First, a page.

"I didn’t have a particularly strong standpoint on the whole India-Pakistan issue."
Despite political tensions between India and Pakistan, artists from both ends of the border are motivated to continue looking at the positives.
Dev D star Kalki Koechlin is one such artist who recently shared her curiosity on finding a more human aspect to Pakistan.
Early in 2016, Kalki took Pakistani fans by surprise as her pictures from her visit to interior Sindh started circulating on Instagram. She was also spotted attending a private party in Karachi.
Later, it was revealed that the Bollywood actress was working for Pakistani filmmaker Sabiha Sumar’s documentary, Azmaish.
The documentary aims to highlight the similarities between the two countries and present a view that focuses on the struggles of ordinary people living in India and Pakistan.
The idea is to examine the socio-cultural landscape of India and Pakistan through the journey of two women.
At the recently held India Today Conclave 2017, Kalki spoke on what drew her to become part of Sabiha Sumar’s project:
“I think it was my neutrality on the subject; I didn’t have a particularly strong standpoint on the whole India-Pakistan issue,” she told reporters, according to IANS.
“From my point of view, I accepted the project out of curiosity. I had never been to Pakistan and I only knew India and Pakistan in terms of conflicts. I wanted to see another aspect, perhaps, a more human aspect.”
While speaking more on her experience of visiting Pakistan, Kalki shared how letting go of preconceived notions helps in looking at people in a different light:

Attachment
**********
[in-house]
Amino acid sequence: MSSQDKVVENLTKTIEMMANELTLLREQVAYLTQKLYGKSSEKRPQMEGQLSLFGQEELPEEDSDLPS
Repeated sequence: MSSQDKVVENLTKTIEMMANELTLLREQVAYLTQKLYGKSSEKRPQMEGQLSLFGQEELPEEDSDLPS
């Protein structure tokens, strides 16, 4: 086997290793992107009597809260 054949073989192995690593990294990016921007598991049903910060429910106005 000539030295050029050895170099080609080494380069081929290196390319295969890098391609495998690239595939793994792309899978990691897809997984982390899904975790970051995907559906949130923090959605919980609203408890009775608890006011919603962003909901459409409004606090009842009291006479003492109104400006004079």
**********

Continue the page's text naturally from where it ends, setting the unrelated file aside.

“Once you remove ideologies, you start seeing the people and their struggles. Pakistanis are as terrified of terrorism as anyone else in the world,” she said.
She also added that while travelling with Sabiha across India and Pakistan, she was able to pick on a number of similarities between the two countries:
“In places like Haryana and Uttar Pradesh, I could draw so many similarities between the rural parts of Pakistan in terms of the conservative way to look at women who are voiceless.”
“I also saw how power and religion work closely with each other,” she said.
The ground reality is that India and Pakistan are similar in more ways than a politicised world allows you to imagine.
Both Sabiha Sumar and Kalki Koechlin seem to be on a path to unearth this fact and explore a deeper connection between the people of the two countries than politics.
The documentary is expected to be shown across various international film festivals as well as on German and French television. Parts of it were also screened at the event.